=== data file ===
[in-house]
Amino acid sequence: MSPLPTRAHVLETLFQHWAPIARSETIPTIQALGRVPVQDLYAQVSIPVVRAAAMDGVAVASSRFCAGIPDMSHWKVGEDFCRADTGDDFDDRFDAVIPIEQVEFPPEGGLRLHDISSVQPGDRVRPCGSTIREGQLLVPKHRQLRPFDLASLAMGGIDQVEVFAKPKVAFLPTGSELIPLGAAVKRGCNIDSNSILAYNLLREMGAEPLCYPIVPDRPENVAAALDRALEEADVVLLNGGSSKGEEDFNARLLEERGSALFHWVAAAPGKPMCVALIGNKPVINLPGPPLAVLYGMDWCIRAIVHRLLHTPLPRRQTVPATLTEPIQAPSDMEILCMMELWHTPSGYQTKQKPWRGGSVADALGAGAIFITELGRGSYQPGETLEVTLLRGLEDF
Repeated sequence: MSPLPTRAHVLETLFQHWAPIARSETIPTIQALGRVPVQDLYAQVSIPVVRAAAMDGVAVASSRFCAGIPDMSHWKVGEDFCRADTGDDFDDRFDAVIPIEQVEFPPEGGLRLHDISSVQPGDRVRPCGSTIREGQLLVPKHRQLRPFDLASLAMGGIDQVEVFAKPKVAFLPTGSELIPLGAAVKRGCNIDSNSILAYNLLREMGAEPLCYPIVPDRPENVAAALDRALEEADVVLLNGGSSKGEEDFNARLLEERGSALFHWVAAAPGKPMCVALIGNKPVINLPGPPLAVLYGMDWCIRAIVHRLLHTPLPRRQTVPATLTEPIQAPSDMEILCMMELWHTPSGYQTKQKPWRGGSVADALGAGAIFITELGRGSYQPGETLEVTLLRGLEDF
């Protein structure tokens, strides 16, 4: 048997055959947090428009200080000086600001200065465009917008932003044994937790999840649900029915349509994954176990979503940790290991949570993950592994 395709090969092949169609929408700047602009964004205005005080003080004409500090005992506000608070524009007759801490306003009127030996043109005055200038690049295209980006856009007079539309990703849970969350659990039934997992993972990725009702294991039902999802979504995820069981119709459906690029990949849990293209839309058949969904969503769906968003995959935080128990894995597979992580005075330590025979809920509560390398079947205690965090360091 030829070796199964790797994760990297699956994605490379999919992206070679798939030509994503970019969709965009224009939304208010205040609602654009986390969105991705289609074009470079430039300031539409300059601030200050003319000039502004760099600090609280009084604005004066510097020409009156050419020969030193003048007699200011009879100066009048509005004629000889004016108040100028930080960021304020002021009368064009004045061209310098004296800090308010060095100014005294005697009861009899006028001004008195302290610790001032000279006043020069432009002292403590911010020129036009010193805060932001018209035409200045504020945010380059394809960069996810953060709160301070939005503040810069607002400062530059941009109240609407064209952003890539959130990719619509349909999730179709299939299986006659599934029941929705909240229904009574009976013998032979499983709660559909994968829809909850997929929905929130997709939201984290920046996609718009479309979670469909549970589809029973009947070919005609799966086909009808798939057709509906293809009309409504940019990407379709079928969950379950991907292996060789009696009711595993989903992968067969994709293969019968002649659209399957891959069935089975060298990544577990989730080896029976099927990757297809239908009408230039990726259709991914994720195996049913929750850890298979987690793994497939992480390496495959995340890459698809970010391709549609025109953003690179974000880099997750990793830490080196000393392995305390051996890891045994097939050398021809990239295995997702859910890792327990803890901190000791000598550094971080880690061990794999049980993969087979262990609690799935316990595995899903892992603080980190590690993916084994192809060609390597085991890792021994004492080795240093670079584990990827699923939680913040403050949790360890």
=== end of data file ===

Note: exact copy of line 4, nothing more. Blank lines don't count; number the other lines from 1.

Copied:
């Protein structure tokens, strides 16, 4: 048997055959947090428009200080000086600001200065465009917008932003044994937790999840649900029915349509994954176990979503940790290991949570993950592994 395709090969092949169609929408700047602009964004205005005080003080004409500090005992506000608070524009007759801490306003009127030996043109005055200038690049295209980006856009007079539309990703849970969350659990039934997992993972990725009702294991039902999802979504995820069981119709459906690029990949849990293209839309058949969904969503769906968003995959935080128990894995597979992580005075330590025979809920509560390398079947205690965090360091 030829070796199964790797994760990297699956994605490379999919992206070679798939030509994503970019969709965009224009939304208010205040609602654009986390969105991705289609074009470079430039300031539409300059601030200050003319000039502004760099600090609280009084604005004066510097020409009156050419020969030193003048007699200011009879100066009048509005004629000889004016108040100028930080960021304020002021009368064009004045061209310098004296800090308010060095100014005294005697009861009899006028001004008195302290610790001032000279006043020069432009002292403590911010020129036009010193805060932001018209035409200045504020945010380059394809960069996810953060709160301070939005503040810069607002400062530059941009109240609407064209952003890539959130990719619509349909999730179709299939299986006659599934029941929705909240229904009574009976013998032979499983709660559909994968829809909850997929929905929130997709939201984290920046996609718009479309979670469909549970589809029973009947070919005609799966086909009808798939057709509906293809009309409504940019990407379709079928969950379950991907292996060789009696009711595993989903992968067969994709293969019968002649659209399957891959069935089975060298990544577990989730080896029976099927990757297809239908009408230039990726259709991914994720195996049913929750850890298979987690793994497939992480390496495959995340890459698809970010391709549609025109953003690179974000880099997750990793830490080196000393392995305390051996890891045994097939050398021809990239295995997702859910890792327990803890901190000791000598550094971080880690061990794999049980993969087979262990609690799935316990595995899903892992603080980190590690993916084994192809060609390597085991890792021994004492080795240093670079584990990827699923939680913040403050949790360890």